Can You Lose Weight Eating Real Food?

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We’re still enjoying the last of the rich foods from “the holiday season” around here, but we know that we’re like much of the rest of the country when we say we’re “getting back on the horse” by next Monday at least.

Now that we’re through with the sick bugs that hit our house and the schedule anomalies of vacation, it’s time to start exercising regularly again in the mornings and making sure our eating habits get back on where we know they should be. (For the record, we didn’t cheat too terribly much, but there were definitely more desserts and fun foods around the last few weeks!)

Last year in May I did the perfect series for January, so I thought I’d run some excerpts this week for those of you who missed it or just need a little refresher to inspire you. Today I’ll share the first three posts with you, and the others will come over the next few days. Happy New Year!

Introduction: Can Real Food Help you Lose Weight?

The first Monday Mission of the series was to determine whether you’re at your ideal/healthy weight…or not.

Rather than figure out your body mass index and do all sorts of calculations, I prefer the measuring stick mentioned by one reader in a comment on Facebook: Do your pants fit?

Obviously that doesn’t count if you bought new pants, but I think ideal weight is something you can peg within a few pounds just by guessing, if you’re honest with yourself.

Are you at your pre-baby weight? Do you feel comfortable in jeans? Can you go for a walk without getting totally out of breath? Has the number on the scale (if you have a scale) been generally holding steady or moving in an upward direction the past five years? Ten years?

If you’ve got a few pounds or more that you’d like to see hitting the pavement instead of your middle, let’s make a goal today.

For the rest of the mission with tips for success plus the events in our household that inspired the series, click HERE.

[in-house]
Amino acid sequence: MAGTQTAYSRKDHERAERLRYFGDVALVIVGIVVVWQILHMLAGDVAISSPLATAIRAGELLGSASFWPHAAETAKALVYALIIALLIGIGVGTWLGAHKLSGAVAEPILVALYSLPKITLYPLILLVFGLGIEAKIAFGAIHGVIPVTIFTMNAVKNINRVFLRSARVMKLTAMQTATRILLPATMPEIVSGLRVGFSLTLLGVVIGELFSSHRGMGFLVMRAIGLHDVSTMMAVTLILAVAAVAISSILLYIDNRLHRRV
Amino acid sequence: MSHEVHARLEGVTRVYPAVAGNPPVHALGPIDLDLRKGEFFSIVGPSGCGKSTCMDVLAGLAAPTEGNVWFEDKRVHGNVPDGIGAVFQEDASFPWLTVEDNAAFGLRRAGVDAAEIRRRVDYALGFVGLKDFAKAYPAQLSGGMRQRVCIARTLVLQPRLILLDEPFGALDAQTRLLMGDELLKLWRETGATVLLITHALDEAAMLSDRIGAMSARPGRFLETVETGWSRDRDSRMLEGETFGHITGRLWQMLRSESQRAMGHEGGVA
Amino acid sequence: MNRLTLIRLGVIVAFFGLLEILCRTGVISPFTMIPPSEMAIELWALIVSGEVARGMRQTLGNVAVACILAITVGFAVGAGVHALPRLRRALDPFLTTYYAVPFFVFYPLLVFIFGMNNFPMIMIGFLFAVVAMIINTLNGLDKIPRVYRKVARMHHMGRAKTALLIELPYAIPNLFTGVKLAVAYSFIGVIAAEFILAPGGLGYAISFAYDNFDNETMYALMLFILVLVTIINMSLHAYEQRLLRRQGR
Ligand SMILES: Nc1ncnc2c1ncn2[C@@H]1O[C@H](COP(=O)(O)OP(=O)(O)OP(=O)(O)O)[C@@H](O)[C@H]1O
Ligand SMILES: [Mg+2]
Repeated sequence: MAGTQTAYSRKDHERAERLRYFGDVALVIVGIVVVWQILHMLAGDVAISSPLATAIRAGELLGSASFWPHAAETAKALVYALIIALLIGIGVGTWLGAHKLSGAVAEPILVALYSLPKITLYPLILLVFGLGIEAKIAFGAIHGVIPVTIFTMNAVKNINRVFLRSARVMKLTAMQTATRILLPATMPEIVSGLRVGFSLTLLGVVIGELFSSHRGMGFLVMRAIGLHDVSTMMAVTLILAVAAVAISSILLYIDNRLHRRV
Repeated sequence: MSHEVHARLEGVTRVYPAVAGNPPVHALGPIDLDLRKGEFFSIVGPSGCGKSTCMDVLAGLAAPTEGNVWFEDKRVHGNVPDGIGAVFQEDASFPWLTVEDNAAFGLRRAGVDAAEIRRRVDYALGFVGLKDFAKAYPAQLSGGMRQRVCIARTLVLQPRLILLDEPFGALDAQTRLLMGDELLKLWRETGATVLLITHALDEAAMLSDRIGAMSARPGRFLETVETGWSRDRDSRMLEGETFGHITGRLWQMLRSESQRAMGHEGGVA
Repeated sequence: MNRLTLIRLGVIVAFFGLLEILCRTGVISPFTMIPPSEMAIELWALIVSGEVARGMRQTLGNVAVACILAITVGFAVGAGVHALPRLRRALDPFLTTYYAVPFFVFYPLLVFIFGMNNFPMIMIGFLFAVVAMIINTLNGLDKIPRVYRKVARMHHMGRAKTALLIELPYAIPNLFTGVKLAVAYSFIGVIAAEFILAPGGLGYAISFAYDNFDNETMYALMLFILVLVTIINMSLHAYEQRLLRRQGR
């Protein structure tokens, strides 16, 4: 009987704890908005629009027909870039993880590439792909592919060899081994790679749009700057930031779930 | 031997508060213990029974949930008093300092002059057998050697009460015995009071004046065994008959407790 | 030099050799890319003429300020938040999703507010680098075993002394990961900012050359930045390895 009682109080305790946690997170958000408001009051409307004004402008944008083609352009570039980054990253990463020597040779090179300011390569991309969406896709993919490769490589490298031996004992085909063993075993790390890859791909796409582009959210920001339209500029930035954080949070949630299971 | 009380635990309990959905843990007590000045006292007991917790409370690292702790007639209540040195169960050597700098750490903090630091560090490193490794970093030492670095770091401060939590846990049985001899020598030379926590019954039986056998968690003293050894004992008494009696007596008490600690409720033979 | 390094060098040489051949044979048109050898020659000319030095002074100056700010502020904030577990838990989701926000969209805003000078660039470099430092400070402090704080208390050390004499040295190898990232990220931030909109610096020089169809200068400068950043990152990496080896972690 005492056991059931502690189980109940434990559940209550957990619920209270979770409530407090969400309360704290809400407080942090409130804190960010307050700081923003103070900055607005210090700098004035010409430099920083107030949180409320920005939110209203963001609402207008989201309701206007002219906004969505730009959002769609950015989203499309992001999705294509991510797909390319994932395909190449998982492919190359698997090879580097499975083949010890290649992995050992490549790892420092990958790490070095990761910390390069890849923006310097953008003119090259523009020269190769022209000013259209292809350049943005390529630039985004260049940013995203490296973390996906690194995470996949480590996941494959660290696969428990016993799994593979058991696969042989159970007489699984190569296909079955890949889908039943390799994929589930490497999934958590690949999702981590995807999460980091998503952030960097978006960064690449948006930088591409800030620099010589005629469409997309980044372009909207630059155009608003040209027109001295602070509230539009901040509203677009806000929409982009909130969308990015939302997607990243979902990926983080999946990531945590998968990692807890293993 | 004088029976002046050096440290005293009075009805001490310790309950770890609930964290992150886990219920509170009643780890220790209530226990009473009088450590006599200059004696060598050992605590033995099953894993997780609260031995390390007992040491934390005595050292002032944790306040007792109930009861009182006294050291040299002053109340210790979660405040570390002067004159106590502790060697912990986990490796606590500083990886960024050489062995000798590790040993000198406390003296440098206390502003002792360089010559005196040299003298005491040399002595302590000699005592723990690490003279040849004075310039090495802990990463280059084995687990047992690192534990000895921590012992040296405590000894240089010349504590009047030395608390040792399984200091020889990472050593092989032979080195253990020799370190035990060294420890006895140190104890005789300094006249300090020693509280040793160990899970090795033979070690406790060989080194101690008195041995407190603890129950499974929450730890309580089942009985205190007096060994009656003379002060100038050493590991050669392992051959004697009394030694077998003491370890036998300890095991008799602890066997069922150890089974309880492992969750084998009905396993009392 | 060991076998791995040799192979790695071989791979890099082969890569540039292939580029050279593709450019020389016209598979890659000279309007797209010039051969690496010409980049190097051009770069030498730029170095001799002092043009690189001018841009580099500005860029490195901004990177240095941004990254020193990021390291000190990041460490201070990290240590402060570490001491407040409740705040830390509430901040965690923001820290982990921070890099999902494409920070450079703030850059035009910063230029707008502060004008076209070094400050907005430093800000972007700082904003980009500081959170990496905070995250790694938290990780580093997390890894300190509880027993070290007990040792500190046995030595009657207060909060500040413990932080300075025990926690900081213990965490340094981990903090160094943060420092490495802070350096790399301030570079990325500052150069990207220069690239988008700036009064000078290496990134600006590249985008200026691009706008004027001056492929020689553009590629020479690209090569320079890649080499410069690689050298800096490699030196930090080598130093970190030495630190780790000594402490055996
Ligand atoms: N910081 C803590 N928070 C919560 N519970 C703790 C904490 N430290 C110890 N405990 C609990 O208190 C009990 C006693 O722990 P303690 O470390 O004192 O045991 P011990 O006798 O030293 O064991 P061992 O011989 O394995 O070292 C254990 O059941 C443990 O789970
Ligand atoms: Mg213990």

5 Keys to Weight Loss with Real Food

I always want to say that when you eat real foods, whole and in their natural form, there aren’t taboo foods like when you go on a “low fat” or “low carb” sort of diet. However. In the world in which we live, that doesn’t really work out, because there are so many things sold as “food” that just aren’t food.

In a real food diet, your taboo foods end up being things like trans fat, corn and soybean oil, white sugar, refined grains, and other junk that is just not food, at least not in its whole form.

Unlike other diets, you won’t have to avoid eggs, salad dressing, or cheese or buy low-fat everything. You probably will have to make homemade dressings, so there’s certainly a trade-off.

If you’re currently eating a Standard American Diet of processed foods, white flour bread (or even whole grain bread at every meal), and sugary goodies, just switching to eating whole foods – things that grow in the ground or animals that eat things that grow in the ground – in their whole form – will do loads of good for your health.

Which brings me to the first key to weight loss with real food:

1. Eat Real Food

This alone, especially when it’s a change in dietary habits (notice I didn’t say “diet,” because it’s not), often causes extra pounds to peel away.

Real food doesn’t have MSGs to make you want more food all the time or addictive and harmful artificial sweeteners or artificial colors. It takes longer to prepare, so hopefully you aren’t mindlessly eating. And your body can recognize and knows what to do with all the parts, unlike trans fats, which ravage your arteries like a bull in a china shop.

Many people find that skipping the “diets” and simply changing their diets results in weight loss automatically.

For the other 4 keys plus three reader stories of weight loss success, including the awesome transformation pictured above, click HERE.

What About Social Eating?

I shared a story of how my friend helped me work up the self-discipline to throw away junk food rather than eating it out of guilt – you’ll love the lessons learned in “Can Being Nice Make You Fat and Sick?

If the temptations of social or other obligatory-feeling junk food consumption are a struggle for you, click HERE to read the post.